The U.S. Department of Agriculture (USDA) is investing $23.2 million into three locally driven partnerships in the Western Lake Erie Basin, which encompasses portions of Indiana, Michigan and Ohio. This includes a $7.8 million investment in the Tri-State Western Lake Erie Basin Collaboration project led by Indiana’s USDA Natural Resources Conservation Service (NRCS).
These projects are funded, in part, through the NRCS’ Regional Conservation Partnership Program (RCPP) and will address climate change, improve water quality, combat drought, enhance soil health, support wildlife habitat and protect agricultural viability.
Through RCPP, conservation partners work in collaboration with the NRCS to help farmers and private forest landowners to implement conservation systems that improve natural resource concerns on their land.
“The Regional Conservation Partnership Program shows public-private partnerships working at their best,” said Jerry Raynor, NRCS state conservationist in Indiana. “These new projects will harness the power of partnerships to bring about science-based solutions to improve the health and resiliency of the Western Lake Erie Water Basin, enhancing water quality and soil productivity in the region.”
The Tri-State Western Lake Erie Basin Collaboration is a partnership driven by the Indiana State Department of Agriculture (ISDA), which joins forces with more than 30 partners to help participating farmers improve soil health, reduce phosphorus and sediment loading and prevent harmful algal blooms in the Western Lake Erie basin by using a suite of conservation practices, working towards a 40% reduction of dissolved phosphorus. The partnership will use sophisticated targeting tools, like the Soil and Water Assessment Tool (SWAT), to work with producers and landowners operating near the Maumee headwaters, an area identified as a source of high levels of excess phosphorus, to further education, conservation, restoration and sustainable use of soil, water and wildlife on a watershed scale.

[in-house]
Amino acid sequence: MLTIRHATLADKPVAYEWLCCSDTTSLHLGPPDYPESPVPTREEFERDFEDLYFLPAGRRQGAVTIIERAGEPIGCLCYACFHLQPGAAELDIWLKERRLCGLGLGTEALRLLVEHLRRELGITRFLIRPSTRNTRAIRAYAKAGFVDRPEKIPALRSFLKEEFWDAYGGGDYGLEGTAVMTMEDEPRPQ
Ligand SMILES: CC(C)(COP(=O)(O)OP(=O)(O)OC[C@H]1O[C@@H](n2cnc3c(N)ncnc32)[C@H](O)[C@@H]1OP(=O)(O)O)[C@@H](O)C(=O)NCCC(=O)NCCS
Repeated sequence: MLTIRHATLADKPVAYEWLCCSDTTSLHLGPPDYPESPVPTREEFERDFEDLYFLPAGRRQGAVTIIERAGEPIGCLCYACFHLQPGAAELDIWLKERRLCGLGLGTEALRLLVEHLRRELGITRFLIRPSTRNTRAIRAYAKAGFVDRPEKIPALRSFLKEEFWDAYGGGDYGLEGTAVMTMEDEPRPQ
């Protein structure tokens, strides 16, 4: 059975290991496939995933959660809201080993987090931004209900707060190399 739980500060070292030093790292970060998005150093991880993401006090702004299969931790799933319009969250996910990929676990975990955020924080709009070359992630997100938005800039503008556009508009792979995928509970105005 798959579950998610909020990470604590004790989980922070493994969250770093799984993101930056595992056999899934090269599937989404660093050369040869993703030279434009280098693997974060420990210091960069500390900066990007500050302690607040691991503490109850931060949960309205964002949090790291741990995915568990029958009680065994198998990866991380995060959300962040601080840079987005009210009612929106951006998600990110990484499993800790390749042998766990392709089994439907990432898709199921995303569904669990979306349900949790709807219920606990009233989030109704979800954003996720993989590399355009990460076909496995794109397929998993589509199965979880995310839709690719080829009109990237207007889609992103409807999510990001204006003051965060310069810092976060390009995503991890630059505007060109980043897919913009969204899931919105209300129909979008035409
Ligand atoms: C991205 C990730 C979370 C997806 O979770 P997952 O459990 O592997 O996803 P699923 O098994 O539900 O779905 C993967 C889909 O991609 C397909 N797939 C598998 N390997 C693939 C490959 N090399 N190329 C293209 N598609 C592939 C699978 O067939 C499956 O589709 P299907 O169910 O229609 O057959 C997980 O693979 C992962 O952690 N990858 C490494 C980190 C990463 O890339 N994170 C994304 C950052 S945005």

Throughout its history, RCPP has leveraged partner contributions of more than $1 for every $1 invested by USDA, resulting in nearly $3 billion collectively invested in natural resource conservation on private lands. USDA anticipates the investments made Tuesday will generate at least $440 million in additional conservation funds by communities and other partners.
Under the Biden-Harris Administration, USDA is engaged in a whole-of-government effort to combat the climate crisis and conserve and protect our nation’s lands, biodiversity and natural resources including our soil, air and water. Through conservation practices and partnerships, including those through RCPP, USDA aims to enhance economic growth and create new streams of income for farmers, producers and private foresters. Successfully meeting these challenges will require USDA and our agencies to pursue a coordinated approach alongside USDA stakeholders, including state, local and Tribal governments.
Nationally, the NRCS is investing $330 million in 85 locally driven partnerships to work with farmers, landowners and local communities to combat climate change.
There are currently 336 active RCPP projects that have engaged more than 2,000 partners. See the interactive map of awarded RCPP projects here.
To learn more about RCPP in Indiana, visit: Regional Conservation Partnership Program | NRCS Indiana (usda.gov).
For more information about NRCS and other technical and financial assistance available through conservation programs, visit www.nrcs.usda.gov/GetStarted or contact your district conservationist https://offices.sc.egov.usda.gov/locator/app.